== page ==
ITK/Policy and Procedure for Adding Dashboards: Difference between revisions

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The Nightly and Continuous build/test of ITK is essential to its survival.

The ITK Dashboard presents dashboard submissions from the ITK community. The dashboards represent unique configurations of hardware platforms, operating systems, compilers, compiler options and ITK options.


Each dashboard shall present a unique combination of hardware/compiler/OS, optional features and compiler options. The dashboard submitter will monitor the ITK dashboard on a routine basis to make sure that the dashboard is reporting as a Nightly or Continuous build.


Build Submission Types

You will see several groups of builds reported on the dashboard. They are as follows:

  • Nightly - These are submissions that users have volunteered to submit on a nightly basis.
  • Continuous - These are dedicated machines that build and test the software every 1 to 3 hours. These submissions help catch problems as soon as possible.
  • Experimental - This type of build is typically for when a developer has made a change to the code and wants to 'prove' that he has done everything in his ability to test it before committing it to the repository. CDash@home builds also show up as Experimental.
  • Nightly Expected - These are identical to 'nightly' submissions, but they are 'expected' in the sense that the user has promised that this build will be submitted every night. This ensures that there is at least one of each reasonable system configuration tested every day.
  • Nightly Applications - This is a Nightly build of the InsightApplications module
  • Nightly Releases - This is a Nightly build of one official release of ITK, for example, a Nightly build of the ITK 3.12 branch.
  • Nightly External - This are Nightly builds of external projects that use ITK. They are used as early warnings for detecting if any changes in ITK compromise its backward compatibility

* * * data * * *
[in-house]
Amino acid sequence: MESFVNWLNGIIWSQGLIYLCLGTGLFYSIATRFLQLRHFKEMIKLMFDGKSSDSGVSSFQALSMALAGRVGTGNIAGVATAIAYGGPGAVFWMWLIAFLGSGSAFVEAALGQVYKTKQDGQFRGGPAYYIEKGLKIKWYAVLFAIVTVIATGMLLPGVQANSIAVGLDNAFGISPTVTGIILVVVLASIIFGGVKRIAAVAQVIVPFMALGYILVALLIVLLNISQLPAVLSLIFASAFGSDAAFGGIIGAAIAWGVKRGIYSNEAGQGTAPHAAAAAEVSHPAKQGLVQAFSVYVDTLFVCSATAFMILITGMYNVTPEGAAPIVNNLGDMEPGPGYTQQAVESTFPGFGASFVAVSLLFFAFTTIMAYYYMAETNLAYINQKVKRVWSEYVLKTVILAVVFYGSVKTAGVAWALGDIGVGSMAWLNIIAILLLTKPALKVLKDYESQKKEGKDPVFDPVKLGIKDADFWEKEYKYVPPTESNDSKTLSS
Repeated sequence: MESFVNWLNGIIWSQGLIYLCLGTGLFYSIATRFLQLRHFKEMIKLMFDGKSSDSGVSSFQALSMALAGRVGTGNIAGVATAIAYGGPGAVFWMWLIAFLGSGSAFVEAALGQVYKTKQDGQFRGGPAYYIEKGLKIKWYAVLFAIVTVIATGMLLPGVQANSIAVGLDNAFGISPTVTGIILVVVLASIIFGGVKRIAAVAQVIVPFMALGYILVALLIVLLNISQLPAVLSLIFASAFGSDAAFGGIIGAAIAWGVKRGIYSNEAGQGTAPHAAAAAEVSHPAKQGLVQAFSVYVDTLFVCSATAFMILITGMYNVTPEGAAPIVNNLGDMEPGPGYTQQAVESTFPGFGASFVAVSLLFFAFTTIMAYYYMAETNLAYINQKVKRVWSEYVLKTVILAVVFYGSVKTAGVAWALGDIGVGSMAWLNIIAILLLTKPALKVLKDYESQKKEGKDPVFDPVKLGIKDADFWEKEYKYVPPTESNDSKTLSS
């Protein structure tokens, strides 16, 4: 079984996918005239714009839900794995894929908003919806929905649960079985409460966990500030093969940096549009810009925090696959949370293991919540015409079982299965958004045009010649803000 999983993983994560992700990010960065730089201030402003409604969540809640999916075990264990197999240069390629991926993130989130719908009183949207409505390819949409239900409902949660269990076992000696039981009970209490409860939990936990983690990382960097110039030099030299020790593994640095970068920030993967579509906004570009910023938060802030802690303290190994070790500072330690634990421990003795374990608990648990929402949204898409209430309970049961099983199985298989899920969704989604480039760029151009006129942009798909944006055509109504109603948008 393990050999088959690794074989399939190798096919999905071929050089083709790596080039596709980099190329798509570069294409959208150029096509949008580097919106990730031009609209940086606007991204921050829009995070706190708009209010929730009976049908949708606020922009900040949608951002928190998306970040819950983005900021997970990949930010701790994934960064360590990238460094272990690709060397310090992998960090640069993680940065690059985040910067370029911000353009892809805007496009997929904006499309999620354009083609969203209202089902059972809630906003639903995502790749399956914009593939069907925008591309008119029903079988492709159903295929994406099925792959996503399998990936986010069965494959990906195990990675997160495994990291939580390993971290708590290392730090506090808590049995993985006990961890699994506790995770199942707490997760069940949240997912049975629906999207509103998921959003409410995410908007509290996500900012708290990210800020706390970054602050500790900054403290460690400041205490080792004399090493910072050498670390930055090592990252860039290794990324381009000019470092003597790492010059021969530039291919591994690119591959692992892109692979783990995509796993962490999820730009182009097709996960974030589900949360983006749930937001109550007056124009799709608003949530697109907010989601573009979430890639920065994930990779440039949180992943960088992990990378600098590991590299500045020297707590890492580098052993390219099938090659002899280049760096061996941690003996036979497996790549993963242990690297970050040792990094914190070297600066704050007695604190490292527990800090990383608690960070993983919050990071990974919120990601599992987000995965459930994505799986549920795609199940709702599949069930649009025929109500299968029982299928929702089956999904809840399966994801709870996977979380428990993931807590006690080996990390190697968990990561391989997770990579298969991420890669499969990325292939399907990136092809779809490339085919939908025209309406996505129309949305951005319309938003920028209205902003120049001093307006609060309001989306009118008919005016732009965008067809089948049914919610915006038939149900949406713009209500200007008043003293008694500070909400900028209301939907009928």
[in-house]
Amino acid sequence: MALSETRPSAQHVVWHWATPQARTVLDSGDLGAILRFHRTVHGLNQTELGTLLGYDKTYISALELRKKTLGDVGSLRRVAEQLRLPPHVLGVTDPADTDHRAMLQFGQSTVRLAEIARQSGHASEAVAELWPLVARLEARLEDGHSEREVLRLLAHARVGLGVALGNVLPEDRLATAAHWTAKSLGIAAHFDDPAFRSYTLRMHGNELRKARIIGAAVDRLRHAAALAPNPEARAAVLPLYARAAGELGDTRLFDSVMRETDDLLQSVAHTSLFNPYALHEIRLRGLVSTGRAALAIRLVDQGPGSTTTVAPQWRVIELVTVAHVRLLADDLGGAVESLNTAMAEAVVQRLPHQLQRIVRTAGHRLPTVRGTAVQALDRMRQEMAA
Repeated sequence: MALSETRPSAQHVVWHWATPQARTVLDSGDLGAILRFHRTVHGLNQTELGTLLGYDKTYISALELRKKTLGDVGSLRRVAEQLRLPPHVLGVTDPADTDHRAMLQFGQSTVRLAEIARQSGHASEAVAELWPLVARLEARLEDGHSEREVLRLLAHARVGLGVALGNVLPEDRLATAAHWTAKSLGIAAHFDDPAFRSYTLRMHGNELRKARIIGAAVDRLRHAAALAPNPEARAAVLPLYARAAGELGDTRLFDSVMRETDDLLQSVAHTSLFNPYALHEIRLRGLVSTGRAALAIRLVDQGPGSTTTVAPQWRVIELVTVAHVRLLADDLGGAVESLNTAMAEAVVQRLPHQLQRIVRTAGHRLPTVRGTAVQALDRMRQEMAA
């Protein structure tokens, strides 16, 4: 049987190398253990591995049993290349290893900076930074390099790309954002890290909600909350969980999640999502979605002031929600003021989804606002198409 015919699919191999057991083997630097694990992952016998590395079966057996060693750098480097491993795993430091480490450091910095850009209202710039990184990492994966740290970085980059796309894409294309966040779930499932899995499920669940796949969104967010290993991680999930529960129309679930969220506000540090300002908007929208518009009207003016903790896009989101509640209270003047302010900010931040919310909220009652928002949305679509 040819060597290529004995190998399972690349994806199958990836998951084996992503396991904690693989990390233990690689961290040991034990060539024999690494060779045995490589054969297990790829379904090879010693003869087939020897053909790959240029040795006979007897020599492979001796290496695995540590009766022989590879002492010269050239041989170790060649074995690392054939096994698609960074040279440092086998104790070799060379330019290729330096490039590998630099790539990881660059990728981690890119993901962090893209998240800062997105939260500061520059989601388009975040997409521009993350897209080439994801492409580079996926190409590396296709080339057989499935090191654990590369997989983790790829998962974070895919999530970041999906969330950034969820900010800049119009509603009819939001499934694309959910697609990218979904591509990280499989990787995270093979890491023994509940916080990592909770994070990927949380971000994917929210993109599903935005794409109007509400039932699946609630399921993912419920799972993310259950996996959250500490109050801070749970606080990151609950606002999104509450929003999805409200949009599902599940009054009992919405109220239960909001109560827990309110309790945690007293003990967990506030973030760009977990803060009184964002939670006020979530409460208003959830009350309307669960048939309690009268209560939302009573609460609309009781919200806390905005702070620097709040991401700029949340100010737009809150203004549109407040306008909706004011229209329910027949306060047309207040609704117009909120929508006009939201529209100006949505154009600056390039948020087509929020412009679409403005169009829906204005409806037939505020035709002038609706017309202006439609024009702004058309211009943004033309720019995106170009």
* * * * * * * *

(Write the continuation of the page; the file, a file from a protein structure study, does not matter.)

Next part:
• Coverage- These are reports of code coverage. They are typically generated with "gcov", although they could be generated with BullsEye as well.
  • Style - These are builds that run KWStyle on the ITK source code in order to detect potential coding style violations.
  • Dynamic Analysis - These are builds in which the tests are run through a memory checker, typically Valgrind, in order to detect uninitialized variables, memory leaks and other run-time problems.

The average user would want to either submit a Nightly or Experimental build.


Nightly and Continuous builds will perform the following sequence of steps:

  1. Update (git fetch, git reset)
  2. CMake configuration
  3. Build (compile and link)
  4. Run tests
  5. Submit results to the Dashboard

Experimental builds, on the other hand, will skip the update step, and start with the configuration step.

Build Types (Compilation Modes)

Another option that must be set before submitting a dashboard is the build type. The choices are as follows:

  • Debug - Compile and build with debugging information enabled (e.g. -g in gcc),
  • RelWithDebInfo - Compile with optimization options and debug sysmbols.
  • MinSizeRel -
  • Release - Enable optimization (e.g. -O3 in gcc), disable debugging symbols.


The recommended method for dashboard submission is using ctest scripts. Specifically, a small script that includes itkmodular_common.cmake to do the bulk of the work. See here for itkmodular_common.cmake details. (See also the commented notes at the top of that script.)

Preparing a Dashboard Submission

New, easier way

  1. Follow the directions here to get the latest itkmodular_common.cmake.
  2. Write a small ctest script according to the instructions at the top of itkmodular_common.cmake.
    1. ctest -V -S your_script_file

Old (but still works) way

  1. Use a CMake GUI (cmake-gui on Windows, Linux or Mac or ccmake in a terminal window) to edit cache entries.
  2. Perform a manual build.
  3. Run the tests. (The simplest way is to go to the binary directory and type: ctest )
  4. With ITK 3.6 and later, the configure process creates a file ${ITK_BINARY_DIR}/CMake/itkSampleBuildTest.cmake that contains ctest commands to build, test and submit a configuration that is the same as your configured build.
  5. Copy the itkSampleBuildTest.cmake file to another directory and rename it.